does the government pay unemployment taxes.....?

on the president?

Update:

Angel eyes i hate it when they are smart and good looking both there is no place to hide.

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  • Anonymous
    1 decade ago

    One of the most confounding economic trends in the United States during the past 20 years has been the relative stagnation of workers' real wages. One of the primary reasons for flat wages is that taxes and other government mandates on employers have been expanding steadily, crowding out worker take-home pay.

    Today an average manufacturing worker costs his employer $14.89 an hour (not including fringe benefits). But the employee's take-home pay is only $10.79 an hour. The government takes $4.10 per hour in taxes--federal and state income taxes, payroll taxes, unemployment insurance taxes, and workers' compensation--thus reducing the worker's take-home pay by 28 percent. Or to put it another way, abolishing income and employment taxes would raise the manufacturing worker's take-home pay by about $4.00 an hour. For a worker earning $60,000 a year and living in a state with average taxes, the government's share rises to 36 percent. That counts only the employment-related taxes that come directly out of the worker's paycheck or are paid by the employer on the worker's behalf. Workers still must pay a host of other taxes with their remaining take-home pay. The overall federal, state, and local tax burden is now at an all-time high.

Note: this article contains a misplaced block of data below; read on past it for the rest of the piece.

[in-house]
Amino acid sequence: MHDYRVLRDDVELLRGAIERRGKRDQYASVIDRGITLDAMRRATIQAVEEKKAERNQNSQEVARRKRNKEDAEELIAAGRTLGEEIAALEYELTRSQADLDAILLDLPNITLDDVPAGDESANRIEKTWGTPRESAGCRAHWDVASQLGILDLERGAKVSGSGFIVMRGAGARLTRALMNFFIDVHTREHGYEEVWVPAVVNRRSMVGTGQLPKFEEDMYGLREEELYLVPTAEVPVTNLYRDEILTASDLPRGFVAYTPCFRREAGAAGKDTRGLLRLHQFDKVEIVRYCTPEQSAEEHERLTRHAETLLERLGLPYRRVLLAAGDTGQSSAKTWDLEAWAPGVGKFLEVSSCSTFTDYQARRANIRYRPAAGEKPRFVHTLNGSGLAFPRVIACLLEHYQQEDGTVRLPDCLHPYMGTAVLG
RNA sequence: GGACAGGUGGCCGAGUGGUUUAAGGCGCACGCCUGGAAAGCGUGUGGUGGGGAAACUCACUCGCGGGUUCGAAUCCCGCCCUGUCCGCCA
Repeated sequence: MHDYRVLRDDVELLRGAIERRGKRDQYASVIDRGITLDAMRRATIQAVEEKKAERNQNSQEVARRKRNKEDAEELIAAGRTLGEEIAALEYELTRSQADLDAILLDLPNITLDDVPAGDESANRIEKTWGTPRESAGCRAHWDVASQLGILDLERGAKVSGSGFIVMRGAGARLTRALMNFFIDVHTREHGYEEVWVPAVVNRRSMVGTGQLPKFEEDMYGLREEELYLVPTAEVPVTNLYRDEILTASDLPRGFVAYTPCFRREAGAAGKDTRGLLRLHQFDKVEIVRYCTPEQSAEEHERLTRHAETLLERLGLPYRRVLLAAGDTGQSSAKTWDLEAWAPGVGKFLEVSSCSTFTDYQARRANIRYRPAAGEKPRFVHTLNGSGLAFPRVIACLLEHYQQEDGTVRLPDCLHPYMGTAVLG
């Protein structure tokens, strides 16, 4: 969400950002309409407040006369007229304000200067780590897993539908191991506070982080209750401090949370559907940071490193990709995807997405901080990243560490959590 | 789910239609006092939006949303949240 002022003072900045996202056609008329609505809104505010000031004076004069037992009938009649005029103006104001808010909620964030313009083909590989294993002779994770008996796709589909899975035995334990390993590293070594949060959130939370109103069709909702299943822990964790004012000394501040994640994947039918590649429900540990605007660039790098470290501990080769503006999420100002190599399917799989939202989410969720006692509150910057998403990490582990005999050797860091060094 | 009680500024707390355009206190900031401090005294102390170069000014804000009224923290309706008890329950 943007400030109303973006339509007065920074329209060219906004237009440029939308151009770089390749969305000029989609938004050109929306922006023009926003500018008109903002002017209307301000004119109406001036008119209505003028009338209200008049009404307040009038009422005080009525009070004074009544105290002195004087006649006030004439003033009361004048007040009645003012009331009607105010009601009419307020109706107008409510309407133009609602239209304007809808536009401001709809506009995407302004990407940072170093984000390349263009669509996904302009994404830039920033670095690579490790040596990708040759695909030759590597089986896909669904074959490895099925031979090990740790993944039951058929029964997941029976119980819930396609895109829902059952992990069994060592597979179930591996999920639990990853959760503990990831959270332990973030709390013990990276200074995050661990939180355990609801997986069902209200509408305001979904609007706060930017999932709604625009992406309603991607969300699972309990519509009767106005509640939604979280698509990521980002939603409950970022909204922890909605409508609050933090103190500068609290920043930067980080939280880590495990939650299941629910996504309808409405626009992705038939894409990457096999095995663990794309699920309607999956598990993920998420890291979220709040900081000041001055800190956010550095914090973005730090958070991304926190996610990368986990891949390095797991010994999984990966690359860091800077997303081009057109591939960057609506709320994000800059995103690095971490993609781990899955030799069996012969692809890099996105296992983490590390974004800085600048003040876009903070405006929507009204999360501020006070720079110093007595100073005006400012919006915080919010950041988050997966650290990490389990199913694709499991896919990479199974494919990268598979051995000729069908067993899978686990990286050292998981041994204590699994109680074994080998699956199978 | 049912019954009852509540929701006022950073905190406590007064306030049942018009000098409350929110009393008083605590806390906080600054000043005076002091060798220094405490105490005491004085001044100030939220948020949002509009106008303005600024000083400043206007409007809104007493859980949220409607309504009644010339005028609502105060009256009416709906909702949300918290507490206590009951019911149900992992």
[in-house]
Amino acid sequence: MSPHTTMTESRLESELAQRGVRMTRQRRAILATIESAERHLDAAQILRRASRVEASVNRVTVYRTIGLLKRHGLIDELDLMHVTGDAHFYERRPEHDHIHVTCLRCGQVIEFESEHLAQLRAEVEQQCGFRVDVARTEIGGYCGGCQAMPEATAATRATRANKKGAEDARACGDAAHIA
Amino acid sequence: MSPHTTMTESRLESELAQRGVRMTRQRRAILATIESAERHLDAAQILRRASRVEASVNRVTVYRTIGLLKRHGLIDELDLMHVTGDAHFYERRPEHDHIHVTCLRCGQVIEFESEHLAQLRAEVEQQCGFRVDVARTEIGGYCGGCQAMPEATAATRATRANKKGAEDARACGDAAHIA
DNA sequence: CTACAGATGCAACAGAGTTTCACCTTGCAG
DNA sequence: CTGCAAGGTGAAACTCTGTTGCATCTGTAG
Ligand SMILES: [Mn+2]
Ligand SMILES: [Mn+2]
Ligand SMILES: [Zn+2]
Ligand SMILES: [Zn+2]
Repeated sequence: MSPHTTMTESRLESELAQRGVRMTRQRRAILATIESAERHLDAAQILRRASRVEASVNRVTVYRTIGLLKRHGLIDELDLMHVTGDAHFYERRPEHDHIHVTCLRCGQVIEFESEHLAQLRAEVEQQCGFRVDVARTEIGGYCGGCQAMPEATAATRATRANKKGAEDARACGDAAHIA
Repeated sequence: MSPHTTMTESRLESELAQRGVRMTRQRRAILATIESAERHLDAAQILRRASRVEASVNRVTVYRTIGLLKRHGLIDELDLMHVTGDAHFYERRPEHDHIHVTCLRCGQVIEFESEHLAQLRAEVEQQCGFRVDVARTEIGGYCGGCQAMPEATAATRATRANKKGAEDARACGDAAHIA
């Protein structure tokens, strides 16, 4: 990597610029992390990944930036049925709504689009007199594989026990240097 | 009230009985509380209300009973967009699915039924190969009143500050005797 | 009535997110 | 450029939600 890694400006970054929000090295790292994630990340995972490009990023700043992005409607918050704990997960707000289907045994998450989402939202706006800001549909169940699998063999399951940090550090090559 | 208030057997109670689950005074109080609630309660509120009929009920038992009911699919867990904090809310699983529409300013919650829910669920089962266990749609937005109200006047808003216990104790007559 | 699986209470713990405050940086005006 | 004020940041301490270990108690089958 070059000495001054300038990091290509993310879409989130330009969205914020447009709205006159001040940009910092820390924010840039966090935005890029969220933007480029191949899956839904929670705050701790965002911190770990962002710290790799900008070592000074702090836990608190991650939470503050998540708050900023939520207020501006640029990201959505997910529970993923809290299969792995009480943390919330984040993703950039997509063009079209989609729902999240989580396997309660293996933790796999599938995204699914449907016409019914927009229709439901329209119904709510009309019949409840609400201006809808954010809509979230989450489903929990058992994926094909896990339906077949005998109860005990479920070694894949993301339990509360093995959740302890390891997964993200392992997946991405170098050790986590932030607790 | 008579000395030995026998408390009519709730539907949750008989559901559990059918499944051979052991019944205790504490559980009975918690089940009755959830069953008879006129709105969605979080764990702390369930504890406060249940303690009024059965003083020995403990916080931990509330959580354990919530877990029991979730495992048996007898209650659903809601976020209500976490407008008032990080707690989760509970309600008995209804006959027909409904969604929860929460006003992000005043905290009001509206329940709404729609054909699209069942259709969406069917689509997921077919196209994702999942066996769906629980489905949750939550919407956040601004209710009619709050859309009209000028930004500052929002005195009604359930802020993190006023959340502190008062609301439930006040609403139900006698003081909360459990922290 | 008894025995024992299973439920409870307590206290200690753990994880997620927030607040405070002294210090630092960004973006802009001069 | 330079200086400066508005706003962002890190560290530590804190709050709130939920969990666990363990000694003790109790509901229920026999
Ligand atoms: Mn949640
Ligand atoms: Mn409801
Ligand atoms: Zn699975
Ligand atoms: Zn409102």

Nearly half the amount taken from workers' paychecks is hidden. Three ways to bring those costs out of hiding are to replace federal income and payroll taxes with a national sales tax, to repeal withholding, and to encourage employers to adopt the Right to Know Payroll Form, first proposed by the Mackinac Center for Public Policy. That payroll form itemizes on workers' pay stubs each and every one of the costs that the employer must bear on behalf of the worker as a result of government tax and regulatory policies.

    Source(s): life in the real world
  • 1 decade ago

    Im sure there is a massive pension. I know government forces tax payers into debt to pays out about $150,000 Million in government employee pensions each year.

    In other words, every working person in america pays about $1000 a year (in taxes or inflation or debt) to fund retired government workers.

    As for taxes, im sure it does pay taxes on itself. Why? Because it allows more money to be taken by government. It will do whatever it can to touch, print, borrow, or inflate currency. Borrowing money in your left hand to pay your right hand to repay your left hand does just that.

  • Anonymous
    1 decade ago

    No.

    Elected officials can not receive unemployment compensation.

    They may be able to receive pensions, depending on the position held and the length of service.

  • Anonymous
    1 decade ago

    It's called a pension.

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